TEDXAccra Anas Aremeyaw Anas rethinking the media

Anas Aremeyaw Anas has been injected with a used syringe, he's been sedated and he's witnessed “terrible” things, all in a bid to better his area of the world.

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play Anas Aremeyaw Anas with two colleagues on stage at TEDxAccra 2016 (Pulse Ghana )
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Anas Aremeyaw Anas has been injected with a used syringe, he's been sedated and he's witnessed “terrible” things, all in a bid to better his area of the world.

Speaking at a TEDxAccra event in Accra on Wednesday evening to an audience of media practitioners and enthusiasts  the investigative journalist shared his experiences going undercover as excerpts of his work played on a huge screen behind him.

The event called 'ReThink in Media, Art and Entertainment’ included talks on rethinking issues within the media and being more innovative with delivering stories.

It featured a range of journalists, including Nana Boakye-Yiadom, Kojo Yankson and Esther Ama.

While he has an international following, Anas' work is well known in his home county Ghana, where he has played many undercover roles to expose corruption and violence.

On the stage at the Kempinski Hotel, Anas was joined by two others, clad in the same disguises as he spoke about work.

Offering his signature quote on what his journalism is about -  “naming, shaming and jailing”  - the crowd joined him in unison as he said his mantra.

“This says I am home,” he mused.

“I'm a realist, I know where I am, I know the country I live in and I know the problems associated with this country.”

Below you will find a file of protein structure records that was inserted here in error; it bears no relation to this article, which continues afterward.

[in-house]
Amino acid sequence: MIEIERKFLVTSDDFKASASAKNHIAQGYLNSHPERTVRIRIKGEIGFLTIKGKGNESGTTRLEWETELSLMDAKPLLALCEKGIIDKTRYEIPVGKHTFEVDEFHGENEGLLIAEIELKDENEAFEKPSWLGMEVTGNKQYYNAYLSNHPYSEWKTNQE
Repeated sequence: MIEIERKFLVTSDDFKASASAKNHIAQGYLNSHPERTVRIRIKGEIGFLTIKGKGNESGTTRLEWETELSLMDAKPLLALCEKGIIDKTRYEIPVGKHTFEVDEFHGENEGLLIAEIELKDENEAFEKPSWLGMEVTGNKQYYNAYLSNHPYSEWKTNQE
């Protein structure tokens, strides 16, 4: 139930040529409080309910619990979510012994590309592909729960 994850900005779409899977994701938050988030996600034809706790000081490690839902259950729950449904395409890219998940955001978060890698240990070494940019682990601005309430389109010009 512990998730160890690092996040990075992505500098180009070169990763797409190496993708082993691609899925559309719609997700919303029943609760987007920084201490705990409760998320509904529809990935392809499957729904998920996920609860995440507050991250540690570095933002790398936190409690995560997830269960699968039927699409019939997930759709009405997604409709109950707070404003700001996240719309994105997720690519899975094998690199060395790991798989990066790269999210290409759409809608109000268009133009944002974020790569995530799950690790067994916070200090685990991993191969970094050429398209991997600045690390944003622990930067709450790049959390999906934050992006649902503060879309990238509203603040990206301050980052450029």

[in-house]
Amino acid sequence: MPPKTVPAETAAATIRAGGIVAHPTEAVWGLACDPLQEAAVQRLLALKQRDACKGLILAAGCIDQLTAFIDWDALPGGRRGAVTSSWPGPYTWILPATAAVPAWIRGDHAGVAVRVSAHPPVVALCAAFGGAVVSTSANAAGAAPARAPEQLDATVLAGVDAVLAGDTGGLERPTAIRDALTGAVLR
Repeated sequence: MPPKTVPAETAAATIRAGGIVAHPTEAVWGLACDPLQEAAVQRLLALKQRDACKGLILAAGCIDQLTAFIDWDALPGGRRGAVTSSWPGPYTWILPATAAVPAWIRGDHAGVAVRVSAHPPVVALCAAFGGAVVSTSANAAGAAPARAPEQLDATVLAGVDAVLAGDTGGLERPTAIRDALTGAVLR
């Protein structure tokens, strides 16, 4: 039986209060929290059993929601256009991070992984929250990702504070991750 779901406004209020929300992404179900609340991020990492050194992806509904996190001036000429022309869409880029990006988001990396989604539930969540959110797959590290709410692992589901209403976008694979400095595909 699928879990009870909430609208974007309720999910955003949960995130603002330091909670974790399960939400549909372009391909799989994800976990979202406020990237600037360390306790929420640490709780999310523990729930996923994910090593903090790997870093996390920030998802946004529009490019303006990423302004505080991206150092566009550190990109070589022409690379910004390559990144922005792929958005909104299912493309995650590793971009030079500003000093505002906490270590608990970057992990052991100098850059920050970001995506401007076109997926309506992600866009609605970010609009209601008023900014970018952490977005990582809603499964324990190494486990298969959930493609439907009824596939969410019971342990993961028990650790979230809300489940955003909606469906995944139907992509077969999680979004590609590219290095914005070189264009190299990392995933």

However, his work and philosophy  has not come without criticisms from people across the world.

But he was interested in the kind of journalism that stands the test of time, noting his work as landed many people in jail, as he reeled off the numbers and the sentences.

“These are palpable results," he says.

And it "makes an impact in the society I live in.”

Anas went through some of the major investigations he has done, showing footage, explaining what happened and the consequences.

There was  the "terrible" months spent in  prison in the “harrowing conditions” where he saw people die of preventable diseases.

He wanted the audience to know prison quality needs to improve, as anyone could end up behind bars.

“As people we don't ask ourselves whether this is a place a human being deserves,” Anas said.

He also showed footage from his time checked into Accra's psychiatric hospital, where on arrival he was sedated.

“I was off to bed for 37 hours, gone.”

He struggled with the concoction of drugs to sedate him and others he took to try and counter the sedation.

He saw a lot of deaths that he said occurred because of negligence, and he also witnessed stealing of food belonging to the inmates, which the staff of the hospital then sold, he recalled.

While the audience gasped and grimaced at some of the footage shown, Anas said he had to show it as it was “the truth of our country”.

“Sometimes we just deceive ourselves, we think we are living in a perfect society, this is the reality of our country.”

He also showed footage of his expose on Nigeria's fake doctors, and spoke about one of the fake doctors using a well-used syringe on him.

However, he said it was worth it, because his stories are benefiting Ghana.

His “hardcore evidence” exposed wrong doing, put people behind bars and forced society to reexamine ideas and institutions.

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